Experts disagree on whether it is overdiagnosed

By Staff 9 Min Read

  • In an published editorial, a public health expert says she believes that physicians should be more cautious when diagnosing someone with prediabetes because of the potential harm it can cause.
  • However, in a second editorial another expert states that prediabetes can lead to serious health issues and should be diagnosed as early as necessary.
  • Other experts say treatment for prediabetes should be unique to the patient with lifestyle factors being the first-line treatment and medications considered when lifestyle changes do not work.

Is prediabetes overdiagnosed?

Experts disagree over how and when to screen for this potential precursor to type 2 diabetes in two opposing opinion pieces published today in the journal Annals.

In one editorial, Rani Marx, PhD, MPH, an epidemiologist who is the director of the Initiative for Slow Medicine, argues that prediabetes is diagnosed too quickly sometimes and that can cause more harm than good.

She notes it is stressful when a medical professional tells a person they have prediabetes. She says many people incorrectly assume their condition will automatically progress to type 2 diabetes.

Marx said the diagnosis can cause people to go through unnecessary medical visits and laboratory tests. This can lead to additional costs, such as deductibles and copayments.

In an opposing editorial, Dr. Jonathan Gabison, an assistant professor in the Department of Family Medicine at the University of Michigan, suggests that prediabetes is a crucial health stage and medical professionals should address and treat it early.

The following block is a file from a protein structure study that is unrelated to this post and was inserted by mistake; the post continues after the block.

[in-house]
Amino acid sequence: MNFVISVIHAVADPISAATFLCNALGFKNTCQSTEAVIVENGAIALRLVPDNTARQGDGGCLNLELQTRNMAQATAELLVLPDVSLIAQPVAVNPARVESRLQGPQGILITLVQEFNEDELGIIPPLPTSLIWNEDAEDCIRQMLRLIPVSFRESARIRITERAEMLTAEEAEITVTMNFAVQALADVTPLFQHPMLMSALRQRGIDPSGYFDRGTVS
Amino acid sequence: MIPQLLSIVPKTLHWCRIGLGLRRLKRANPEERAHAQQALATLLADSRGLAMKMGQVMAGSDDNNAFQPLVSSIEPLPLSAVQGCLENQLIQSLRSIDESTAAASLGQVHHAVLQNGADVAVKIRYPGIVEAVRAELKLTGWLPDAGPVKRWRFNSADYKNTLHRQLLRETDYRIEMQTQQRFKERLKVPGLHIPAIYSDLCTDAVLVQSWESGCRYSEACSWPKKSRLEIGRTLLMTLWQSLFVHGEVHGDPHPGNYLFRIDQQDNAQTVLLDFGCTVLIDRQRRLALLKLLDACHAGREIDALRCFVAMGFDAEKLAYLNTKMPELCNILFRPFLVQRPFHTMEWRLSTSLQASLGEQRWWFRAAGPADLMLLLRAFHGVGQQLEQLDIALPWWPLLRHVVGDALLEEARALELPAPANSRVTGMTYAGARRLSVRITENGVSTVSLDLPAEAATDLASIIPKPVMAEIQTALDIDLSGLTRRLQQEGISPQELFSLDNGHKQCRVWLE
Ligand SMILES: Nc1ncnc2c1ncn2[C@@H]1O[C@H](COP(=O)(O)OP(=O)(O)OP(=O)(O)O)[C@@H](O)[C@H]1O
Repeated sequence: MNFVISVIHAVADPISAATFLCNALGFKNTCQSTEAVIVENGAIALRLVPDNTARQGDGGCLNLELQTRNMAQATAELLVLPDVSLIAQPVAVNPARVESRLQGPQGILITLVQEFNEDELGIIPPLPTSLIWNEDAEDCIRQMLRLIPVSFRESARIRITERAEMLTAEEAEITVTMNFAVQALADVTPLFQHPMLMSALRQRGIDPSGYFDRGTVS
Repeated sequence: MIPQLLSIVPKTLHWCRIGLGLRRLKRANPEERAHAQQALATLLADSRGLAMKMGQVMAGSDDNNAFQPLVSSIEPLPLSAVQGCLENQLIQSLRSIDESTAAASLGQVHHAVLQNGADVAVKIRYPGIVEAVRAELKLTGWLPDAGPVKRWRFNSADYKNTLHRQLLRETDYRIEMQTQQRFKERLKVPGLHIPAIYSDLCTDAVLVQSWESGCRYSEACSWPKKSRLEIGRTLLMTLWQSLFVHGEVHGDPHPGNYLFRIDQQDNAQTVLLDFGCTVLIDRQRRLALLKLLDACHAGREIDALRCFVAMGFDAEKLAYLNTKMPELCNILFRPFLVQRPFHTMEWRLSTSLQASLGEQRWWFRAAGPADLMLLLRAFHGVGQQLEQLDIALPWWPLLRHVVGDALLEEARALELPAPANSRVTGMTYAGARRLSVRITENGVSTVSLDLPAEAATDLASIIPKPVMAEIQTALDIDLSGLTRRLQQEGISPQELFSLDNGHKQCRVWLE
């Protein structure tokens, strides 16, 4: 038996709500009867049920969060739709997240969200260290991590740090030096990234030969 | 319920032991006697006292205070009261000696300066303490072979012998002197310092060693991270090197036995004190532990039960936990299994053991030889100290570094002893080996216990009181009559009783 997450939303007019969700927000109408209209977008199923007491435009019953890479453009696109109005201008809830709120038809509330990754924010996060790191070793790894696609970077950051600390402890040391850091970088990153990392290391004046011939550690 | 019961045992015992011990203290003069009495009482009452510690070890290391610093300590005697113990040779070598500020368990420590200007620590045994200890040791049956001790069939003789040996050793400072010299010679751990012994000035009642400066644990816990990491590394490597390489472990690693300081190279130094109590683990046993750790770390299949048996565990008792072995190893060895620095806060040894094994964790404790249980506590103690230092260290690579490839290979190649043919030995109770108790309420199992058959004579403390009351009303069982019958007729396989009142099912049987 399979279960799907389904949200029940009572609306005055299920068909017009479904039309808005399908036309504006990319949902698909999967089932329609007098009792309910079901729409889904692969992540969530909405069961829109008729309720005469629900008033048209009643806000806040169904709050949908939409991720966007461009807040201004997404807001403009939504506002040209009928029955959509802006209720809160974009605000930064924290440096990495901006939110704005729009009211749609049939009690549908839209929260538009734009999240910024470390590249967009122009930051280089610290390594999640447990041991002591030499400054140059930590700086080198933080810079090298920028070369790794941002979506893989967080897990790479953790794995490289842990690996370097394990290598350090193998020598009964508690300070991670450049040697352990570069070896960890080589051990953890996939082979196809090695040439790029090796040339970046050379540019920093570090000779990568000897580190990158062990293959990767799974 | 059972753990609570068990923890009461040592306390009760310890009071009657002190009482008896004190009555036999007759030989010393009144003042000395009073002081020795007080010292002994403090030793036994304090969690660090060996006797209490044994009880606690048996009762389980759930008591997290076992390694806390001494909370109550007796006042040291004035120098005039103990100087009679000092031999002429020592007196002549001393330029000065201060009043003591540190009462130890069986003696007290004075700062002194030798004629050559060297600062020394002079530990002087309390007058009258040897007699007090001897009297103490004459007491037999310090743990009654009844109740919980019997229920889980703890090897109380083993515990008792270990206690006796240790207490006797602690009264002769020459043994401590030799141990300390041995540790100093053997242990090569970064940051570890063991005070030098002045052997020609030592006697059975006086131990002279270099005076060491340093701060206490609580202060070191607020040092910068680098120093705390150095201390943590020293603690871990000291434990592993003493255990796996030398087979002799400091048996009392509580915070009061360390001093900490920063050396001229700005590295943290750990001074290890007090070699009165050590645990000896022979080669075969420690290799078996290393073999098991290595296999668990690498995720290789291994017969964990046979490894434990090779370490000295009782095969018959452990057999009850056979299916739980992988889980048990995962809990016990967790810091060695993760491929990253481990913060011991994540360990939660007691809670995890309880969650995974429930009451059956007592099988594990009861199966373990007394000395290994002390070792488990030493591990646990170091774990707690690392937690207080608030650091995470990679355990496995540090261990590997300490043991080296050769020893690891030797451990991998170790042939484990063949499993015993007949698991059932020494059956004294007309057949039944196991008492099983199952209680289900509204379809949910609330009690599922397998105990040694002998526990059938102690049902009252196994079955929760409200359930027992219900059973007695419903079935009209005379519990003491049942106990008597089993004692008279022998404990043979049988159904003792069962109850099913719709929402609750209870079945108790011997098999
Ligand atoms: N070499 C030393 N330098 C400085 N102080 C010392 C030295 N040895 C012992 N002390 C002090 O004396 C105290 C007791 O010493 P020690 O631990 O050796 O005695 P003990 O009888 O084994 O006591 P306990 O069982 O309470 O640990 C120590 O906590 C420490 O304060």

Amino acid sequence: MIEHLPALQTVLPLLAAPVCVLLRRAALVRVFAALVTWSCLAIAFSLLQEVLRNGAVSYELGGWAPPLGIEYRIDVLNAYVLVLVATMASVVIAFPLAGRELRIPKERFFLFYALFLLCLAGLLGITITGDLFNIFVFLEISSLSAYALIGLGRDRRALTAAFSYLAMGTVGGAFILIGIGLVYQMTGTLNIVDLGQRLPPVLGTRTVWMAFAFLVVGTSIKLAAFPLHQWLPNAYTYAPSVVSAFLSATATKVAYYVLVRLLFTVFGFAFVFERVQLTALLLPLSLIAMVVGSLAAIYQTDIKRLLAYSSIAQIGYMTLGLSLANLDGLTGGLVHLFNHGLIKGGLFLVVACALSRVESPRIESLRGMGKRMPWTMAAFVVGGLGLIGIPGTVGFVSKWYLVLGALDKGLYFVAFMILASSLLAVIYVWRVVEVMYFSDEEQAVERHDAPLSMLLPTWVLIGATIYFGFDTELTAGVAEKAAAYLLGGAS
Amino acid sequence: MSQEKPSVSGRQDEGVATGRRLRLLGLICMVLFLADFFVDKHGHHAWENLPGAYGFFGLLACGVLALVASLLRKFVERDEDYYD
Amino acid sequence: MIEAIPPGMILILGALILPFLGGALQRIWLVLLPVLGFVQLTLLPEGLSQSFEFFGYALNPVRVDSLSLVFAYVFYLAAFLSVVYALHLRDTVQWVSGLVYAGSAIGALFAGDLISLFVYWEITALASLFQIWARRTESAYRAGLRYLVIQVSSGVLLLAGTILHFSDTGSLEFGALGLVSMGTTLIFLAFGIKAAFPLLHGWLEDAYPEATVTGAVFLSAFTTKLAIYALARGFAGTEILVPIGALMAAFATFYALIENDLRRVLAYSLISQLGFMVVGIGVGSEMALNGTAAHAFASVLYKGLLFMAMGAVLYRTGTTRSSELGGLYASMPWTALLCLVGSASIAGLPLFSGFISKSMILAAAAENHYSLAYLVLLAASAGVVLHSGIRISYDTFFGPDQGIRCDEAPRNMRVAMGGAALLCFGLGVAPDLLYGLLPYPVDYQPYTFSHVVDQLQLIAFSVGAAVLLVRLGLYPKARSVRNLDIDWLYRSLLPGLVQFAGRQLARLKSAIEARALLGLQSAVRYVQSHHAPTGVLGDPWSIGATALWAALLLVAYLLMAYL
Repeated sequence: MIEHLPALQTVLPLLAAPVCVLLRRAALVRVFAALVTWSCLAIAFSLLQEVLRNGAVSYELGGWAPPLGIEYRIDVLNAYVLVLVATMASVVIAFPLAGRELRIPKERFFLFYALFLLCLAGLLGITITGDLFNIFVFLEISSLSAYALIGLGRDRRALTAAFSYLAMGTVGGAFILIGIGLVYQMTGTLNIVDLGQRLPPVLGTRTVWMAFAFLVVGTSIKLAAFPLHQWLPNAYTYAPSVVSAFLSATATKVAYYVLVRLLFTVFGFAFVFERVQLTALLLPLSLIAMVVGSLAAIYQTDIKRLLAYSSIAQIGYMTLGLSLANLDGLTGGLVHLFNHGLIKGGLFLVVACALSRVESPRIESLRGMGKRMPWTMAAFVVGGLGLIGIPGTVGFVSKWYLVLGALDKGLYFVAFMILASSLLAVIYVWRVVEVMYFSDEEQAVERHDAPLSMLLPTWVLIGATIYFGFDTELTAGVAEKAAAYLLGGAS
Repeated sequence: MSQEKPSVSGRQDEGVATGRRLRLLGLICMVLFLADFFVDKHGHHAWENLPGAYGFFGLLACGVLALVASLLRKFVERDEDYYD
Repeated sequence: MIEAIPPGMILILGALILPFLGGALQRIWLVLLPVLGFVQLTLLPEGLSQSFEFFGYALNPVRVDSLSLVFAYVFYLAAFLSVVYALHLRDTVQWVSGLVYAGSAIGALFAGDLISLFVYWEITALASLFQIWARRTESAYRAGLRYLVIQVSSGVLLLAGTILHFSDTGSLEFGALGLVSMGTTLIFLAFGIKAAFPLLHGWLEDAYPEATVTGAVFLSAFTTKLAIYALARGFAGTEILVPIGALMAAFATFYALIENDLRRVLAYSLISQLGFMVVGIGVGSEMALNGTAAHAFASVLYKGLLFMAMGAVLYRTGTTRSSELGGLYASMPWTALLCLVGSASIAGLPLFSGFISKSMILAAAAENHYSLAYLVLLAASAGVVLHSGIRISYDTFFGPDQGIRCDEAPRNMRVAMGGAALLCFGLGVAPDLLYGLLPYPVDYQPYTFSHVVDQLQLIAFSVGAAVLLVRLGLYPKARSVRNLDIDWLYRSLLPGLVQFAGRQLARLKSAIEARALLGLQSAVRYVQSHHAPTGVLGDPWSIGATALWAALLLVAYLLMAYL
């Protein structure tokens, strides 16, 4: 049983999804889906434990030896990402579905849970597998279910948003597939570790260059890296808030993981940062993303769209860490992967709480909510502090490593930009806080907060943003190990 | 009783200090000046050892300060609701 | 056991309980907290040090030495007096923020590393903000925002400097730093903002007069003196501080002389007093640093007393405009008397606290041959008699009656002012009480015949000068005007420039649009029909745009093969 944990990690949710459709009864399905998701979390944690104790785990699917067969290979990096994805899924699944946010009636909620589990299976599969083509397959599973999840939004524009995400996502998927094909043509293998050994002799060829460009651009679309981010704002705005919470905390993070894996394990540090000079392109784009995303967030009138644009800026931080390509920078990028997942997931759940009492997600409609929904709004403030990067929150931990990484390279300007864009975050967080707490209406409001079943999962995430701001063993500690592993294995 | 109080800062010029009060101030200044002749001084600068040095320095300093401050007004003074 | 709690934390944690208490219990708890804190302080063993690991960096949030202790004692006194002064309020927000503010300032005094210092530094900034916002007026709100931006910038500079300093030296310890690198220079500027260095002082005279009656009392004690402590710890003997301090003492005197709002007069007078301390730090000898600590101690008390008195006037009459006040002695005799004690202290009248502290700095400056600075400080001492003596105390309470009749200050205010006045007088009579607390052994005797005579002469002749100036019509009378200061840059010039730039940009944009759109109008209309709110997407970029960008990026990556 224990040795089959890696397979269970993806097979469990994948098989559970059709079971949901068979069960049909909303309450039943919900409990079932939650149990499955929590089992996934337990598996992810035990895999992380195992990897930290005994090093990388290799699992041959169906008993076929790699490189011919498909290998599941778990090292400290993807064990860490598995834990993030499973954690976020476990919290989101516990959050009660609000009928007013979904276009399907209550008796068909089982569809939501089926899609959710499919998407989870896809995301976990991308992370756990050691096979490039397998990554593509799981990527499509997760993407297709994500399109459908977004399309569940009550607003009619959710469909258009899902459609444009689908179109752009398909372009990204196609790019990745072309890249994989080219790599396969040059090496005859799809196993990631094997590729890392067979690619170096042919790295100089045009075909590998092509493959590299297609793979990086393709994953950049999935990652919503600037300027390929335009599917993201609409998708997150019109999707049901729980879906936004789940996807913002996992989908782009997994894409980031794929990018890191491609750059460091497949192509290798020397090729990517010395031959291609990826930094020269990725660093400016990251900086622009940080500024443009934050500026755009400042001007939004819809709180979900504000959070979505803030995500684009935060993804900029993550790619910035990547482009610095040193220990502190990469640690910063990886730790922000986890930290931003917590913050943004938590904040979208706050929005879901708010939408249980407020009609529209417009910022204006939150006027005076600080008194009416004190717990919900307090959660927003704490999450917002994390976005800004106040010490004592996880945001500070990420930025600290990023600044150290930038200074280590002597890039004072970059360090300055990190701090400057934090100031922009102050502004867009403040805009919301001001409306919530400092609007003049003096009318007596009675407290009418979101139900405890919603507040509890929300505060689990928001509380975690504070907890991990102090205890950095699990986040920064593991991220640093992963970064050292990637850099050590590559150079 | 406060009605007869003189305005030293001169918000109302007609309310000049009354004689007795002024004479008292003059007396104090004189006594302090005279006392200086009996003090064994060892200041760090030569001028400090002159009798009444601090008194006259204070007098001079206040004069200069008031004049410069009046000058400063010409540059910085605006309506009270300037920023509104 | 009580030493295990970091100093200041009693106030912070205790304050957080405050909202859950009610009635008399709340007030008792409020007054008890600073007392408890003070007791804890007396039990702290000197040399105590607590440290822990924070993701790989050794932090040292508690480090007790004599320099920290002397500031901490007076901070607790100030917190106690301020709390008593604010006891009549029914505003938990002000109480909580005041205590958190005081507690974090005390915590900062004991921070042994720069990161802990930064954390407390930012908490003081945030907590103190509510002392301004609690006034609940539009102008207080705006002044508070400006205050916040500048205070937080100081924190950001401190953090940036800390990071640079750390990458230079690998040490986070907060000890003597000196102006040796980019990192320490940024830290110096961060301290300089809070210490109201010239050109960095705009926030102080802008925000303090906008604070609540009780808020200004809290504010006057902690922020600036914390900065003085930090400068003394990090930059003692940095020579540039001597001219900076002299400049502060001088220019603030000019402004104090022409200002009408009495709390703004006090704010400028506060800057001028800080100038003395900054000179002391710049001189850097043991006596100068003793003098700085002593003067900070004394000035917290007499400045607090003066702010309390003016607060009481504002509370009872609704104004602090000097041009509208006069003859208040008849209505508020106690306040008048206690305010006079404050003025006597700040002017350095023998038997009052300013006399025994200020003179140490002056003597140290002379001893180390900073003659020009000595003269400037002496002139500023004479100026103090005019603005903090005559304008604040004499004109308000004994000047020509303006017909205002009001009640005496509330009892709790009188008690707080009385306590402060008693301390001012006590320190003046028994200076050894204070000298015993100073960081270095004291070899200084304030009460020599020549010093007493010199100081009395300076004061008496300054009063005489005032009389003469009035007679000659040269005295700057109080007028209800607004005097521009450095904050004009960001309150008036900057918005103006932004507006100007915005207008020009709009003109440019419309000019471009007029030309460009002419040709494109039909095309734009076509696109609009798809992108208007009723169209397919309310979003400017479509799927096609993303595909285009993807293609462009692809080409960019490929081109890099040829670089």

Gabison says prediabetes can signal the initial stages of metabolic syndrome, which increases the risk of cardiovascular disease, some common cancers, and neurocognitive disorders.

Type 2 diabetes is a preventable disease, both authors agree.

However, Gabison and Marx don’t necessarily agree on who is at high risk and who is a good candidate for preventive intervention.

“Prediabetes is not an emergency but an opportunity to assess and minimize long-term risks. Before jumping into treatment, I like to ensure that the individual is at increased risk by reviewing other indicators of metabolic health,” Gabison told Medical News Today. “Prediabetes should be addressed primarily through lifestyle modifications, focusing on improving nutrition, physical activity, and sleep patterns.”

“Treatment is personalized and if lifestyle changes are insufficient or challenging to implement, identifying underlying barriers becomes crucial,” he added. “In such cases, medications may be considered as part of a comprehensive plan to manage or reverse prediabetes or help overcome their barriers. Understanding an individual’s lifestyle and root causes is key to effective treatment.”

Other experts say more concrete definitions as well as the ability to tailor treatment to an individual are needed.

“The author raises a very important topic regarding the diagnosis of dysglycemia by current standards and the poor correlation between the definitions,” said Dr. Eliud Sifonte, an endocrinologist at NYU Langone Medical Associates — West Palm Beach and Delray Beach in Florida. “When applying findings of population-based studies to clinical practice, it is important to always take into consideration other factors that could be contributing to the specific test outcome or to the patient’s situation.”